Children's books are a great way to learn more about indigenous cultures with our little ones. Our team put together a list of 5 children books written by authors and illustrators from First Nations, Metis and Inuit communities. Sweet, funny and colorful books that will have your minis fascinated!
1. Fishing with Grandma, Susan Avingaq, Maren Vsetula, Charlene Chua, Inhabit Media
During an expedition to the lake with their grand-mother, two kids learn everything there is to know about fishing on the ice: appropriate clothes to wear, the tools they need, the right method to drill holes, how to make a traditional jigging rod, etc. A day filled with adventure and shared moments!
There is a glossary at the end of the book so readers can learn inuit words used throughout the story.
2. Awâsis and the World-Famous Bannock, Dallas Hunt, Amanda Strong, Scholastic
Awâsis looses her grand-mother's freshly cooked bannock. To find them, the child will ask her animal friends for help. A whole lot of adventures is waiting! A great story about frienship.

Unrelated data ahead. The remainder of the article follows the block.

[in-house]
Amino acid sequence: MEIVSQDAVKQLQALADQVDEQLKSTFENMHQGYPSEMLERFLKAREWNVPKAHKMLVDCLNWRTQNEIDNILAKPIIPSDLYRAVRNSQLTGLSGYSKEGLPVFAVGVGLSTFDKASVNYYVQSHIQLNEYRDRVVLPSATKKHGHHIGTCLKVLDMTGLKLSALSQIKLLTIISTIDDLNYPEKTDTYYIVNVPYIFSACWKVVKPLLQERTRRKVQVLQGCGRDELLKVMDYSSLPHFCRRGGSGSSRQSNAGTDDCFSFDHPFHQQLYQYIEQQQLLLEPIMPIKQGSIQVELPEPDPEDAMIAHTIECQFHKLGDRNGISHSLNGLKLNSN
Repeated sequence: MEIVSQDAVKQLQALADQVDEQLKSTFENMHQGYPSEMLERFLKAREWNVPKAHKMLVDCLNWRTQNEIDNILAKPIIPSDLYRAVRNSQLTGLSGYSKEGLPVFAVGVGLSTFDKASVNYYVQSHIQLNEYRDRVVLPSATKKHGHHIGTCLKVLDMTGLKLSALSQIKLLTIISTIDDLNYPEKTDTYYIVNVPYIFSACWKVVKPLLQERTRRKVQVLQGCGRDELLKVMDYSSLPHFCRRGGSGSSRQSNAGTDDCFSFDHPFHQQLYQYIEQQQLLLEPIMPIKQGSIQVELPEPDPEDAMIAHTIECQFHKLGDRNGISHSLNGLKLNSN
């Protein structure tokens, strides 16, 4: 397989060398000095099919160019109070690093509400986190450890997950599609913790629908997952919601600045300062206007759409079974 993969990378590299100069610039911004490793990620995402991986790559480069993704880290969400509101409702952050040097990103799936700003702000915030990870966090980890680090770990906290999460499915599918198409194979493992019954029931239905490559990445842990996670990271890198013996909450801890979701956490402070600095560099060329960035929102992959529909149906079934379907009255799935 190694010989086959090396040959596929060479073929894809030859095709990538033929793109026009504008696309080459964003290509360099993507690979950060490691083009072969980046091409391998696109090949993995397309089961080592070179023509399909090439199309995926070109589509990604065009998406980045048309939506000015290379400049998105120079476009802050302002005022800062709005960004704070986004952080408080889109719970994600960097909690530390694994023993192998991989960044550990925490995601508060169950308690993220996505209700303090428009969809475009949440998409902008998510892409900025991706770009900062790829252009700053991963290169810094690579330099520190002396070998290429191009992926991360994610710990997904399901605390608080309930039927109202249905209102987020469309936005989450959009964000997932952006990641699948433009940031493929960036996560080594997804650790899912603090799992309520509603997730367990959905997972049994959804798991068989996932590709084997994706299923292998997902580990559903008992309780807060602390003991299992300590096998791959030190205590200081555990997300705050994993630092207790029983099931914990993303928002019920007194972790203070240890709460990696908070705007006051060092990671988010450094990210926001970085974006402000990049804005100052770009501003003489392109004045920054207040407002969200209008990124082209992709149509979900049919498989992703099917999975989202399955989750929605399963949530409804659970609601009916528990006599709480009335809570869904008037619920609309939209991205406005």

Included in the book is the recipe for the world-famous bannock and a pronunciation guide for cree words.
3. On the Trapline, David A. Robertson, Julie Flett, Scholasti
The trapline is where people hunt and live off the land. On a trip to the North with his grand-father, a young boy will learn a lot about his Moshom's life and early years. He will soon realize the changes that happened and the ressemblances between his life and his Moshom's.
4. 8tlokaw8ganal, Nicole O'bomsawin, Sylvain Rivard, Hannenorak
This first children book signed by Nicole O'bomsawin teaches us about w8banaki mythology. Through a walk in the fores, we learn more about its inhabitants.
5. Sometimes I Feel Like a Fox, Danielle Daniel, Groundwood Bookds Ltd
As sweet as poetry, this album tells the story of 12 children who identifies to different animals. The text references to totemic animals from the Anishinaabe tradition and presents each one's characteristics.